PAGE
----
Name RA RS HC U U C P P P HPF HPF PF C P PSRF R U P P HPRF HPRF R P HRF A(R) C R O R U S(W) P T V T S PSRTF RF RF RF R PRTF Chickadees and Titmice  Black-capped Chickadee  Mountain Chickadee  Juniper Titmouse Nuthatches  Red-breasted Nuthatch  White-breasted Nuthatch Wrens       Rock Wren Canyon Wren House Wren Winter Wren Marsh Wren Bewick’s Wren Gnatcatchers  Blue-gray Gnatcatcher C S PSRF U P RWF R U T P F HPRF R U R(U) O U U A O S P S(W) V T T P V HP PSRF HRF HF HF HRF HPSRF HF Dippers  American Dipper Kinglets  Golden-crowned Kinglet  Ruby-crowned Kinglet Thrushes         Western Bluebird Mountain Bluebird Townsend’s Solitaire Veery Swainson’s Thrush Hermit Thrush American Robin Varied Thrush Mockingbirds and Thrashers     Gray Catbird Northern Mockingbird Sage Thrasher Brown Thrasher U C U O S S S V F PSRF S R Starlings  European Starling RS HC R T SR O O V T F F O T R Northern Waterthrush R Black-and-white Warbler O Tennessee Warbler O Orange-crowned Warbler R Lucy’s Warbler O Nashville Warbler R Virginia’s Warbler C MacGillivray’s Warbler U Common Yellowthroat U Hooded Warbler O American Redstart O Northern Parula O Yellow Warbler C Chestnut-sided Warbler O Black-throated Blue Warbler O Palm Warbler X Yellow-rumped Warbler C Grace’s Warbler R Black-throated Gray Warbler C Townsend’s Warbler R Wilson’s Warbler C Yellow-breasted Chat C T V V T T T S T S V V V S V V RF F F RF RF F HPRF RF RF F F RF RF F F S S S T T S HPRF HR PRF R RF RF S S(W) W S S S S S S S P T T V S(W) S(W) SRF RF F HSRF SR PSF PSF SF S SRF RF RF F F HPSRF HPSRF  American Pipit  Bohemian Waxwing  Cedar Waxwing Longspurs R P F Wood Warblers                       Sparrows and Towhees                 Green-tailed Towhee Spotted Towhee American Tree Sparrow Chipping Sparrow Brewer’s Sparrow Vesper Sparrow Lark Sparrow Black-throated Sparrow Sage Sparrow Savannah Sparrow Song Sparrow Lincoln’s Sparrow White-throated Sparrow Harris’ Sparrow White-crowned Sparrow Dark-eyed Junco Name RA RS HC Buntings, Cardinals, and Grosbeaks Waxwings  Lapland Longspur Creepers  Brown Creeper RA Pipits Bushtits  Bushtit Name U C(R) R C C R C A U R U R R O C(R) U(C)        Summer Tanager Western Tanager Rose-breasted Grosbeak Black-headed Grosbeak Blue Grosbeak Lazuli Bunting Indigo Bunting O C R C U C U Capitol Reef National Park V S T S S S S F HPRF F RF RF RF F O U U U C O O C O O C R T S P S S V S S V V S S F RWF SF RF RF RF F PSRF F F RF PRF U U R R C(R) R R U U R W W S S S(W) P P S P T SF SF H HF PSRTF H HRF RF RF F R P F National Park Service U.S. Department of the Interior Bird Checklist Blackbirds and Orioles             Bobolink Red-winged Blackbird Western Meadowlark Yellow-headed Blackbird Brewer’s Blackbird Common Grackle Great-tailed Grackle Brown-headed Cowbird Orchard Oriole Hooded Oriole Bullock’s Oriole Scott’s Oriole Canyon Wren Relative Abundance (RA) Finches           Gray-crowned Rosy Finch Black Rosy Finch Pine Grosbeak Cassin’s Finch House Finch Red Crossbill Pine Siskin Lesser Goldfinch American Goldfinch Evening Grosbeak Weaver Finches  House Sparrow Notes A = Abundant: may be seen daily in suitable habitat and season, in relatively large numbers C = Common: may be seen daily in suitable habitat and season, but not in large numbers U = Uncommon: likely to be seen monthly in appropriate season and habitat; may be locally common R = Rare: present, but usually seen only a few times each year O = Occasional: occurs in the park at least once every few years, but not reported annually Residency Status (RS) P = Permanent resident: present year-round S = Summer resident: present during the breeding season W = Winter resident: present during winter, often also in late fall and early spring T = Transient: migrates through the park in spring and/or fall V = Vagrant: park is outside of the species’ usual range X = Probably Present: observed near the park, no confirmed reports within the park, although suitable habitat exists Habitat Codes (HC) This checklist is a complete listing of currently-known species at Capitol Reef National Park. For more information, visit the NPS Northern Colorado Plateau Network Inventory and Monitoring website: http://science.nature.nps.gov/im/units/ncpn/speciesSelect.cfm 2/15 H = High elevation forest P = Pinyon-juniper forest S = Shrub/shrub grassland R = Riparian zones W = Water (lakes, ponds, rivers) T = Talus, cliffs, slickrock F = Fruita developed area Species are in taxonomic order according to the American Ornithologists’ Union. Please give a park ranger detailed descriptions of any observed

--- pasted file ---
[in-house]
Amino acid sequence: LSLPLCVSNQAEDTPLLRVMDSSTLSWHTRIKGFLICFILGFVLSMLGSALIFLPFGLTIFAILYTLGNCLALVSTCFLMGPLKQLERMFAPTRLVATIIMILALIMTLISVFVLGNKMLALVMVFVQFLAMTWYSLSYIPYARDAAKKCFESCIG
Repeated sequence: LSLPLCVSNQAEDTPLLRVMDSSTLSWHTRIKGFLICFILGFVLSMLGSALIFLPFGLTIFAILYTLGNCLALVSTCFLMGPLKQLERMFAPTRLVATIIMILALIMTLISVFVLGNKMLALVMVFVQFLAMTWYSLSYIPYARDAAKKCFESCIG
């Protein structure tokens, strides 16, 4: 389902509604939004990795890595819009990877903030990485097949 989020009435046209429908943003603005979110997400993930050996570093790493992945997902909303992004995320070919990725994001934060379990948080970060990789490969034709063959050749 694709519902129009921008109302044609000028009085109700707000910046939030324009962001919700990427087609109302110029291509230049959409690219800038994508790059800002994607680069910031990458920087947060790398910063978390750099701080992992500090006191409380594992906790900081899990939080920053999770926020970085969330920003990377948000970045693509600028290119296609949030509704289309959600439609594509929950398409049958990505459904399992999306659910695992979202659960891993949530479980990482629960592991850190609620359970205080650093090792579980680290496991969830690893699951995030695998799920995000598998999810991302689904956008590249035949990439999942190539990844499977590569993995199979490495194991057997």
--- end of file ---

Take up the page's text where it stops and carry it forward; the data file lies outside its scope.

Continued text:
Name RA NS FC HC Liliaceae (Lily family)  Sego-lily Calochortus nuttallii U N WB GSF U N Y SPF U N B SPF U N YR BSP Linaceae (Flax family)  Broom-flax Linum aristatum  Blue flax Linum perenne ssp. lewisii  Downy flax Linum puberulum Loasaceae (Loasa family)  White-stem blazingstar Mentzelia albicaulis A N Y SPF A N Y GSPF A N Y GSP Malvaceae (Mallow family)  Scarlet globemallow Sphaeralcea coccinea  Small-leaf globemallow Sphaeralcea parviflora Nyctaginaceae (Four-o’clock family)  Fragrant sand-verbena Abronia fragrans  Low sand-verbena Abronia nana  Narrow-leaf four-o’clock Mirabilis linearis var. linearis  Showy four-o’clock Mirabilis multiflora A N W SPF U N R SP A N WR SPFR A N RB SP Onagraceae (Evening primrose family)  Lavender-leaf sundrops Calylophus lavandulifolius  Eastwood’s camissonia Camissonia eastwoodiae  Paiute suncup Camissonia scapoidea var. scapoidea  White-stem evening-primrose Oenothera albicaulis  Long-tube evening-primrose Oenothera caespitosa var. marginata  Bronze evening-primrose Oenothera howardii  Pale evening-primrose Oenothera pallida var. pallida U N YB SPF U N Y BSPW A N Y GSP U N W GSPW A N W GSPW U N YR SPFW A N W SPFW Orobanchaceae (Broomrape family)  Desert paintbrush Castilleja chromosa A N RY GSP Name  Wyoming paintbrush Castilleja linariifolia  Eastwood’s paintbrush Castilleja scabrida var. scabrida RA NS FC HC RA NS FC A N RY SPF Polygalaceae (Milkwort family) U N RY GSPF  Cushion milkwort Polygala subspinosa U HC Capitol Reef National Park N BR SPF N BW SPF N B N BW SP N GW SPFR N W Ranunculaceae (Buttercup family) Plantaginaceae (Plantain family)  Veined penstemon Penstemon angustifolius var. venosus  Fleshy penstemon Penstemon carnosus  Dusty penstemon Penstemon comarrhenus  Eaton’s penstemon Penstemon eatonii  Loa penstemon Penstemon ophianthus  Palmer’s penstemon Penstemon palmeri var. palmeri  Utah penstemon Penstemon utahensis  Pretty wild buckwheat Eriogonum bicolor  Fremont’s buckwheat Eriogonum corymbosum  Desert trumpet Eriogonum inflatum var. inflatum  Sand buckwheat Eriogonum leptocladon  Cushion wild buckwheat Eriogonum ovalifolium  Canaigre dock Rumex hymenosepalus Name National Park Service U.S. Department of the Interior Wildflower Checklist U N B SPF U N B SPF U N B SPF  Colorado columbine U Aquilegia coerulea  Columbian virgin’s-bower U Clematis columbiana  Pale larkspur U Delphinium andersonii var. scaposum U N R SPFW Santalaceae (Sandalwood family) U N B SPFW  Bastard toadflax Comandra umbellata var. pallida C N RW SPFW Solanaceae (Nightshade family) C N R SPW  Angel’s trumpet Datura wrightii U N R BSP A N WY SPF U N Y BGSP U N Y SP U N WR SPF Nativeness Status (NS) U N GR GS N = Native X = Non-native N B SP N R SPF N R SPF N B SP N WB SP N W N BW SPF N RW SPF C U SF SP Relative Abundance (RA) A = Abundant: large numbers of individuals, occurring in many areas of the park C = Common: large numbers of individuals, occurring in specific habitats and/or in certain areas of the park U = Uncommon: few to moderate numbers of individuals, occurring in specific habitats in certain areas of the park Plants listed as rare or unconfirmed are not included here. Notes Flower Color (FC) Polemoniaceae (Phlox family)  Shy gilia A Gilia inconspicua  Carmine gilia A Gilia subnuda  Scarlet gilia A Ipomopsis aggregata var. aggregata  Long-flowered gilia U Ipomopsis longiflora  Dwarf gilia U Ipomopsis pumila  San Rafael gilia U Ipomopsis roseata  Desert phlox U Phlox austromontana var. austromontana  Long-leaf phlox U Phlox longifolia Claret cup cactus SP W = White or cream Y = Yellow or orange R = Pink or red B = Blue, lavender, or purple G = Green, or tiny flowers This checklist is a only a partial listing of currently-known species at Capitol Reef National Park. For more information, visit the NPS Northern Colorado Plateau Network Inventory and Monitoring website: http://science.nature.nps.gov/im/units/ncpn/speciesSelect.cfm Non-native trees, shrubs, and flowers commonly seen in park orchards and other areas directly associated with human settlement are not included on this list. 4/15 Habitat/Community Codes (HC) B = Badlands G = Grasslands S = Upland Shrublands P = Pinyon-juniper Woodlands F = Upland Forest and Woodlands R = Riparian and Wetland Communities W = Ephemeral Washes Name RA NS FC HC Amaranthaceae (Amaranth family)  Russian-thistle Salsola tragus HC A N WB SP U N W Boraginaceae (Borage/forget-me-not family) U N WR SP A X G (all) U N RW BSP Apiaceae (Parsley/celery family)  Beck’s spring-parsley U Cymopterus beckii  Basin white-cup spring-parsley U Cymopterus purpurascens  Colorado P